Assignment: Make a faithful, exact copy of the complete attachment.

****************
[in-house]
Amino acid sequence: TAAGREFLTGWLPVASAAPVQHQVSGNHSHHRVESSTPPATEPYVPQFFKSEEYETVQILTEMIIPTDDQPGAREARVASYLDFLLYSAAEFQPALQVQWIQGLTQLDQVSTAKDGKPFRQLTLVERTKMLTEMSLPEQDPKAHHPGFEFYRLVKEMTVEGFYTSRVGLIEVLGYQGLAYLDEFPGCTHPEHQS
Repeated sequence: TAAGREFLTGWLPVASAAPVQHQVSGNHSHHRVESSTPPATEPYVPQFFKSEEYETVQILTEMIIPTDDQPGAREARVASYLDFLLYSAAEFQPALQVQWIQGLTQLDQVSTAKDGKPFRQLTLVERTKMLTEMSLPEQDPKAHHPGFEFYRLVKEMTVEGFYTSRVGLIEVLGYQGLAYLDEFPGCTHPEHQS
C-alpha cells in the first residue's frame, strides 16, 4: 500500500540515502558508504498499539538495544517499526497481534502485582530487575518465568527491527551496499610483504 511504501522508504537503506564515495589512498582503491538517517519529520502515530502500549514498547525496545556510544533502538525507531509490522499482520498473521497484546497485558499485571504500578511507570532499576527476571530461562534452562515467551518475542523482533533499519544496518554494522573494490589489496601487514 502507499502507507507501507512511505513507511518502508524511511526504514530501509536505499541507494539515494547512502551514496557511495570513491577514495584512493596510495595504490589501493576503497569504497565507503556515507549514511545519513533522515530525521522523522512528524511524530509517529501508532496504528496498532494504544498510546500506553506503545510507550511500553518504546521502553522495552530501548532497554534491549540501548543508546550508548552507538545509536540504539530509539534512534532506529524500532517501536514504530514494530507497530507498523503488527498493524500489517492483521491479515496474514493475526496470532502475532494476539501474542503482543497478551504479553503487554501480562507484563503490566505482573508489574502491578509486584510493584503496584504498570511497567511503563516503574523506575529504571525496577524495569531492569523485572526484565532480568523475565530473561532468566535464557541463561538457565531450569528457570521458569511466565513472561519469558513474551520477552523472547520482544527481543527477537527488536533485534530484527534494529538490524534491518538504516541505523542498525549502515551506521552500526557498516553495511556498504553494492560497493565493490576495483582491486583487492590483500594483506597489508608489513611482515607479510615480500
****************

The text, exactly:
[in-house]
Amino acid sequence: TAAGREFLTGWLPVASAAPVQHQVSGNHSHHRVESSTPPATEPYVPQFFKSEEYETVQILTEMIIPTDDQPGAREARVASYLDFLLYSAAEFQPALQVQWIQGLTQLDQVSTAKDGKPFRQLTLVERTKMLTEMSLPEQDPKAHHPGFEFYRLVKEMTVEGFYTSRVGLIEVLGYQGLAYLDEFPGCTHPEHQS
Repeated sequence: TAAGREFLTGWLPVASAAPVQHQVSGNHSHHRVESSTPPATEPYVPQFFKSEEYETVQILTEMIIPTDDQPGAREARVASYLDFLLYSAAEFQPALQVQWIQGLTQLDQVSTAKDGKPFRQLTLVERTKMLTEMSLPEQDPKAHHPGFEFYRLVKEMTVEGFYTSRVGLIEVLGYQGLAYLDEFPGCTHPEHQS
C-alpha cells in the first residue's frame, strides 16, 4: 500500500540515502558508504498499539538495544517499526497481534502485582530487575518465568527491527551496499610483504 511504501522508504537503506564515495589512498582503491538517517519529520502515530502500549514498547525496545556510544533502538525507531509490522499482520498473521497484546497485558499485571504500578511507570532499576527476571530461562534452562515467551518475542523482533533499519544496518554494522573494490589489496601487514 502507499502507507507501507512511505513507511518502508524511511526504514530501509536505499541507494539515494547512502551514496557511495570513491577514495584512493596510495595504490589501493576503497569504497565507503556515507549514511545519513533522515530525521522523522512528524511524530509517529501508532496504528496498532494504544498510546500506553506503545510507550511500553518504546521502553522495552530501548532497554534491549540501548543508546550508548552507538545509536540504539530509539534512534532506529524500532517501536514504530514494530507497530507498523503488527498493524500489517492483521491479515496474514493475526496470532502475532494476539501474542503482543497478551504479553503487554501480562507484563503490566505482573508489574502491578509486584510493584503496584504498570511497567511503563516503574523506575529504571525496577524495569531492569523485572526484565532480568523475565530473561532468566535464557541463561538457565531450569528457570521458569511466565513472561519469558513474551520477552523472547520482544527481543527477537527488536533485534530484527534494529538490524534491518538504516541505523542498525549502515551506521552500526557498516553495511556498504553494492560497493565493490576495483582491486583487492590483500594483506597489508608489513611482515607479510615480500